[This post provides a followup to the chapter "Addicts in the ED" in my book "Game-Changer: Game Theory and the Art of Transforming Strategic Situations".]
In “Game-Changer” (published Jan 2014), I discuss the problem of rampant opioid misuse and abuse from a game-theory point of view. At the end of the chapter, I predicted the future direction of the strategic ecosystem around opioid prescriptions in the Emergency Department, that hospitals would enter a “race to toughness,” adopting new strategies to make it more difficult for drug-seekers to get opioids in their own facilities, without addressing the underlying problem of opioid dependence.
This is now happening. Earlier this week, NPR reported on the rise of programs to deny narcotic painkillers (opioids) to patients who are found to be abusing the system. See “Emergency Rooms Crack Down On Abusers Of Pain Pills.”
Such programs help hospitals by reducing the burden of serving drug-seekers (freeing up resources to serve other patients) but also improve the bottom line as drug-seekers are not profitable patients from the hospital’s point of view: “Because many of these narcotics-seekers lacked insurance, eliminating their repeat ER visits saved [San Juan Regional Medical Center in Farmington, New Mexico] about half a million dollars a year, enough to pay for about six full-time nurses in the emergency department.”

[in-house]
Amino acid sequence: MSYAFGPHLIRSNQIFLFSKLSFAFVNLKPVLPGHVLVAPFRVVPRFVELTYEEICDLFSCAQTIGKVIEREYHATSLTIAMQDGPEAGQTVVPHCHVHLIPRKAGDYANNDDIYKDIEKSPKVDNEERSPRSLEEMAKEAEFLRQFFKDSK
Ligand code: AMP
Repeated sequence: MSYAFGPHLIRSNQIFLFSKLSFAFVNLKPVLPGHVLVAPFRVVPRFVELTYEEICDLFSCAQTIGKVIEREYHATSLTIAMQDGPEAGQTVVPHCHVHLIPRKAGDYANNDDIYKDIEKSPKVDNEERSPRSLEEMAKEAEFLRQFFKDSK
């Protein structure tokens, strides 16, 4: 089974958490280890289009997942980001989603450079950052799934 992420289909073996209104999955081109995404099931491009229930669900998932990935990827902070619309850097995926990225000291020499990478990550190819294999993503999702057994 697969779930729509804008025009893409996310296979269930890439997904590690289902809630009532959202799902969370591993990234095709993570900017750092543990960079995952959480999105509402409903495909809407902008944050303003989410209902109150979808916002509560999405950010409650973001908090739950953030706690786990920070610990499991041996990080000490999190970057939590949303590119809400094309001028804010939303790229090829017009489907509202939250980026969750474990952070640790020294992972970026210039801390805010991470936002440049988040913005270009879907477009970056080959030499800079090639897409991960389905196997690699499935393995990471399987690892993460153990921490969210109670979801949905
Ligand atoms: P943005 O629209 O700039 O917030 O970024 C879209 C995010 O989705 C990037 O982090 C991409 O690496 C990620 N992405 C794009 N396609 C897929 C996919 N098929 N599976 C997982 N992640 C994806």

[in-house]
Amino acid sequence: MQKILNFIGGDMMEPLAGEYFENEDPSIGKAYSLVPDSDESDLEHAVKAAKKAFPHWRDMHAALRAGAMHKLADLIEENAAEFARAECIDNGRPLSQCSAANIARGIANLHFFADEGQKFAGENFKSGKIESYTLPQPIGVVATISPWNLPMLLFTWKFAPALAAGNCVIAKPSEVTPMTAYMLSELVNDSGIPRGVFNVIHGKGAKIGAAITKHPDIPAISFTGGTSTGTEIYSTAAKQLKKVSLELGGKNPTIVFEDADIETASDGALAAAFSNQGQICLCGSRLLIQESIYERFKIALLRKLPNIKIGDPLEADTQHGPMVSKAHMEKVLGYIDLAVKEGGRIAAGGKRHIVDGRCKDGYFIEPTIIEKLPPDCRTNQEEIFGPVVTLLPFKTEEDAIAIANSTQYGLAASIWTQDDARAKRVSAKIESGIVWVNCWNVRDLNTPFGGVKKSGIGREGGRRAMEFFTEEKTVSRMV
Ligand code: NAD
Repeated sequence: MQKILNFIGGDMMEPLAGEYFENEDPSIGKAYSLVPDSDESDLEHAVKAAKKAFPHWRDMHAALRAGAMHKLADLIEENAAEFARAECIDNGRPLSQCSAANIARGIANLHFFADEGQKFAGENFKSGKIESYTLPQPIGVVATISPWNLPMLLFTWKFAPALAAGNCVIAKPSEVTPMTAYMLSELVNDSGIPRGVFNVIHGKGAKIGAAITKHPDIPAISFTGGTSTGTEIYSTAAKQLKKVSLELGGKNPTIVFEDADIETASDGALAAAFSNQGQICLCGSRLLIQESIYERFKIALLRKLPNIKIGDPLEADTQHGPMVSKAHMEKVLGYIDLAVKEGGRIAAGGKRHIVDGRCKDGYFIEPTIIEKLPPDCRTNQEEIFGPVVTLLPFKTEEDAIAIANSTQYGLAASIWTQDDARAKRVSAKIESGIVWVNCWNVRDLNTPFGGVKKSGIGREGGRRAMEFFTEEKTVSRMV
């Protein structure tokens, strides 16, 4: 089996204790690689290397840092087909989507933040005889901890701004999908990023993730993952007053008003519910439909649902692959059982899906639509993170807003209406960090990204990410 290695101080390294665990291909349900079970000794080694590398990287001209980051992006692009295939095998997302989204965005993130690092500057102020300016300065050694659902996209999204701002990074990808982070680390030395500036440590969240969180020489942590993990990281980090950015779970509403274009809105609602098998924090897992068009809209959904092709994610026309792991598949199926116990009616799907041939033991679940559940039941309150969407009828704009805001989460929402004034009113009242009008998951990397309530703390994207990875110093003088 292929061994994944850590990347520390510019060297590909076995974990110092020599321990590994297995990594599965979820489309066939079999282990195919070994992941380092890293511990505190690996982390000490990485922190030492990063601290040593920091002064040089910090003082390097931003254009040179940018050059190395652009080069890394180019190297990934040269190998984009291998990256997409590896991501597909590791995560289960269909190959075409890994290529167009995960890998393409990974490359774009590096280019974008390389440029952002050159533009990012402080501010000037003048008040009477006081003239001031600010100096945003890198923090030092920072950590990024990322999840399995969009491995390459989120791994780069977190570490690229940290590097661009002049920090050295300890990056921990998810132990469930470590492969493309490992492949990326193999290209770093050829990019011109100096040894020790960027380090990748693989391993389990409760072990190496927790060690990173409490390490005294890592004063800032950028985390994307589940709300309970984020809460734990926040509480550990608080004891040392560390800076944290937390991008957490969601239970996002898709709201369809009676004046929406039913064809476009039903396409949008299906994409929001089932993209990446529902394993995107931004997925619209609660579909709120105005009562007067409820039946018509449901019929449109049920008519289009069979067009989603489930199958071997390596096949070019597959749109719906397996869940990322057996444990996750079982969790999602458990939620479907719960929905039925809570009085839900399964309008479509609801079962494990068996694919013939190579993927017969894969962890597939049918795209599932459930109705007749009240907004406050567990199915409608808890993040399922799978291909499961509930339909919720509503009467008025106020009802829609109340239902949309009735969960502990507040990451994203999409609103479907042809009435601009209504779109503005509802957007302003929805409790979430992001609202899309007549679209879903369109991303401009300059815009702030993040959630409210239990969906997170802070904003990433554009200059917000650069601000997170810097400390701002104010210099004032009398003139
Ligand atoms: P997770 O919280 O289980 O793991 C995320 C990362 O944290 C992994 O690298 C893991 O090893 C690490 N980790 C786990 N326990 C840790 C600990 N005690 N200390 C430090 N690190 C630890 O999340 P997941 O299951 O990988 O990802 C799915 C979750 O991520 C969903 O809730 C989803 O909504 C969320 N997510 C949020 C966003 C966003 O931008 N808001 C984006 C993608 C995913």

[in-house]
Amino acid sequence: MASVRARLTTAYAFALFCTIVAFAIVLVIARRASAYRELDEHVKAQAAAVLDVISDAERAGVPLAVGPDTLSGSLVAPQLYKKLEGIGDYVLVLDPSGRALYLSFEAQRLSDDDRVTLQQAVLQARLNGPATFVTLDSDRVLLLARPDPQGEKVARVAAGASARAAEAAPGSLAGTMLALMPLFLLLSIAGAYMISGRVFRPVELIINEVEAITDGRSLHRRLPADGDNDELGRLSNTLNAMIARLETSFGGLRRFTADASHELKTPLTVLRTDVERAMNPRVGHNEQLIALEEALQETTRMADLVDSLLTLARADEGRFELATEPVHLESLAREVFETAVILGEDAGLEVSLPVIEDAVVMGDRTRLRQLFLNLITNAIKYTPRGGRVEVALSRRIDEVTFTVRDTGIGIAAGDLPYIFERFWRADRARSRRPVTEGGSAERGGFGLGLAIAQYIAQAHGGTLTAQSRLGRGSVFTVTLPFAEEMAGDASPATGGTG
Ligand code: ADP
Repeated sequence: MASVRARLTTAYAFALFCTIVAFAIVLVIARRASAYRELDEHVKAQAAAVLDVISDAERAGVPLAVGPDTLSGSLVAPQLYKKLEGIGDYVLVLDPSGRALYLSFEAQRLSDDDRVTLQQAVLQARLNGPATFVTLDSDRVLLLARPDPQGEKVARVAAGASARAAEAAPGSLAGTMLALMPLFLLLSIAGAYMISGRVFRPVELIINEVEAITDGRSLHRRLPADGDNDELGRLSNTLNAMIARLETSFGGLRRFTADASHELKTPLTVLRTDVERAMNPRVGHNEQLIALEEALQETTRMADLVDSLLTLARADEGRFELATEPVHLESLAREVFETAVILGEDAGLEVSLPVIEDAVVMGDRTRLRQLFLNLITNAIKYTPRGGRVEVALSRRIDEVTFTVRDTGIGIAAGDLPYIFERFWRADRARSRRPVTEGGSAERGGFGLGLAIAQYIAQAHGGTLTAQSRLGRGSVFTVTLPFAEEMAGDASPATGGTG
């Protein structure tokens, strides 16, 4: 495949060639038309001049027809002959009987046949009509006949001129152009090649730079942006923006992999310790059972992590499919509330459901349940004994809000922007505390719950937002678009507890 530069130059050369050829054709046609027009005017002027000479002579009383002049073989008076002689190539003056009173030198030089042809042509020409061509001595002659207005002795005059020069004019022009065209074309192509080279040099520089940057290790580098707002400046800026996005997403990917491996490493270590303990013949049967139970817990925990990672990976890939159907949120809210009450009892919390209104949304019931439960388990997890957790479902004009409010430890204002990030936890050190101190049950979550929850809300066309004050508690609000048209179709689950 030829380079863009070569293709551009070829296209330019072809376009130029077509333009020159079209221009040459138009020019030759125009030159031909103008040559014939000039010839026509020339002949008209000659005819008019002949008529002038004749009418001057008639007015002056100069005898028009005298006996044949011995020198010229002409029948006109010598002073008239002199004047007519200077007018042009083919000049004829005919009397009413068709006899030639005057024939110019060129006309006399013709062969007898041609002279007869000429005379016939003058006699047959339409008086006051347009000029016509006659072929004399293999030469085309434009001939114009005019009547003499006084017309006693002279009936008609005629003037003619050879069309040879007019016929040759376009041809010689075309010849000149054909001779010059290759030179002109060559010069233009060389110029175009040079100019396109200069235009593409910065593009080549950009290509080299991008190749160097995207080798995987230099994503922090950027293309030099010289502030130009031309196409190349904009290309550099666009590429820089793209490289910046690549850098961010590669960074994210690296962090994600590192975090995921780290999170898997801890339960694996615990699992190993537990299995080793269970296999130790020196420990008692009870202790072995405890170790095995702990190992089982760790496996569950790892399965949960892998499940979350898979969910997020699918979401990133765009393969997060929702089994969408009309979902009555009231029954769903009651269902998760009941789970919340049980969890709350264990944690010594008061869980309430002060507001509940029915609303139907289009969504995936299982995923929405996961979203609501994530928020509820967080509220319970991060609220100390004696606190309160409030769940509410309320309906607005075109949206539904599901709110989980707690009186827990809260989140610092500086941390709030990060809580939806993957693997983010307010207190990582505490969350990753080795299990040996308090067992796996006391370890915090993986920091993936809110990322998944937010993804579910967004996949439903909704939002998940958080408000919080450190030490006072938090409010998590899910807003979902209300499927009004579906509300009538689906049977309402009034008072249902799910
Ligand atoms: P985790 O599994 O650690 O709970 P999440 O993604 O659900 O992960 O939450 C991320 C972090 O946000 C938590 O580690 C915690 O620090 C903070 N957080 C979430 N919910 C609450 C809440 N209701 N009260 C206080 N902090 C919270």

Unfortunately, such policies do little to address the fundamental problem of opioid misuse and abuse. Much better would be to adopt best-practice policies, such as those spearheaded by Yale’s Gail D’Onofrio, to steer opioid-seeking patients toward programs that can help them control of their pain and their drug dependency. I’m grateful to Dr. D’Onofrio for the help she provided when I was researching how to change the game of opioid misuse back in 2012.
It’s about time that her ideas received the wider embrace that they deserve. See “Why Not Start Addiction Treatment Right In The ER?”.